Restaurant

Marketing Matters: What Local Restaurants Aren’t Doing Is Killing Their Business

Restaurant
Foter / CC BY-SA

 

When we think of marketing it’s usually commercials, online ads, and email newsletters, but only the industries that thrive off exposure fully utilizes what we consider “marketing”. Local and even  bigger conglomerate restaurants rarely use any form of advertising, and some ads can still be found in the yellow pages. Everyone knows that eating is a must, and for restaurants the busiest times are around noon and hours from 5 to midnight, depending on whether it has a bar and how long it stays open. But what about the hours that customers don’t walk through the doors? How can these restaurants make money that rival their competitors during the down time?

Remember those local diners or restaurants that everyone loved? For travelers passing through the town or city, they had no idea what they were missing, or if they walked in, what to expect. Usually these diners would have specials at certain times during the day, or would have an item on the menu during the week or on a particular night that was a must have. These specials, similar to what Golden Corral does, attracts customers because it’s a once a week meal that’s not on the menu any other time during the week.

But in the 21st century and with the internet, those travelers and even residents of that particular town should know the specials and prices the diner or restaurants provides before walking through the door. However, this is still not the case.

Last summer a few friends and I would go to Chili’s. The food was great, but better yet, the movie theater was right across the street, which is why we chose that restaurant. For some of us who had the same dish every time we went, there was no need to read the menu, but for one friend, he always had to try something new. In the few months we went there, the menu would change slightly, with new dishes and offers making choices more difficult. We didn’t check the menu on the website before going because as typical 20 year olds, we didn’t feel the need to research what we were going to have.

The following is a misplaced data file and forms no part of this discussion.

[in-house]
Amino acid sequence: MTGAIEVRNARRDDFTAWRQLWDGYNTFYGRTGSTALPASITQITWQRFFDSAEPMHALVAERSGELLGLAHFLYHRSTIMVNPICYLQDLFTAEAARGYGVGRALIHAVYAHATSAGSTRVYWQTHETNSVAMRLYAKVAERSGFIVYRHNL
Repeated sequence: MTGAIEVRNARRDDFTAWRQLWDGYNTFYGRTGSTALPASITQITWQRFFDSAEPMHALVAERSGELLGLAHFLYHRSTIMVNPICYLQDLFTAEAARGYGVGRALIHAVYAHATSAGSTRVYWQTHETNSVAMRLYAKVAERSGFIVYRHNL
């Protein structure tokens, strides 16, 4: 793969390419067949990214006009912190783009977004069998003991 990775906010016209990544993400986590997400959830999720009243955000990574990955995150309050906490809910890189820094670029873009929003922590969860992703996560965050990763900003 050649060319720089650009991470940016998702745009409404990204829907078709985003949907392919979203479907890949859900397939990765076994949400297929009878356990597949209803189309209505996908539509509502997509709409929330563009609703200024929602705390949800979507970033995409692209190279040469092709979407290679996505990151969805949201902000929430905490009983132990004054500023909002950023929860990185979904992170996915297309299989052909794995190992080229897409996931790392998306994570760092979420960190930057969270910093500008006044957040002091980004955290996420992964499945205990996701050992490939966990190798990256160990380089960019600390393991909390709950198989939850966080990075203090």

This leads to the problem with most restaurants. As customers who went to Chili’s on a weekly basis, we expected the same food every time we went there, only to be surprised when a new dish was featured. Had Chili’s given us cards to fill out asking for our email addresses, they could send us, along with all the other customers they gave the cards to, weekly or monthly email promotional ads featuring their new dishes and entrees. By doing this they would have an email list and another way to market their food. It’s cost efficient and doesn’t require much effort.

For all the small restaurants, an email list is crucial. You don’t have the same marketing and advertising opportunities such as Chili’s, but on a smaller scale you can keep in contact with your customers and inform them on what’s new to the menu.

This,  along with a Twitter and Facebook account, would cover all the bases when reaching out to your customers, and even the frequent travelers who pass through your city or town on their way to and from work. Right now, no not many customers, except for the most loyal, will know what is on your menu, or what is being added to it. An email newsletter is a perfect way to get the word out, and the customer’s decision on what entree he or she wants will already be decided before walking through the door.

Restaurants don’t market on a small and simple scale, but you can be one of the few. Give your customer a card to fill out, ask for their email address, and then inform them on what your restaurant is up to, the specials, and the new entrees. You do this, and I guarantee, your profits will likely increase, especially during the off hours in-between lunch and dinner.

 

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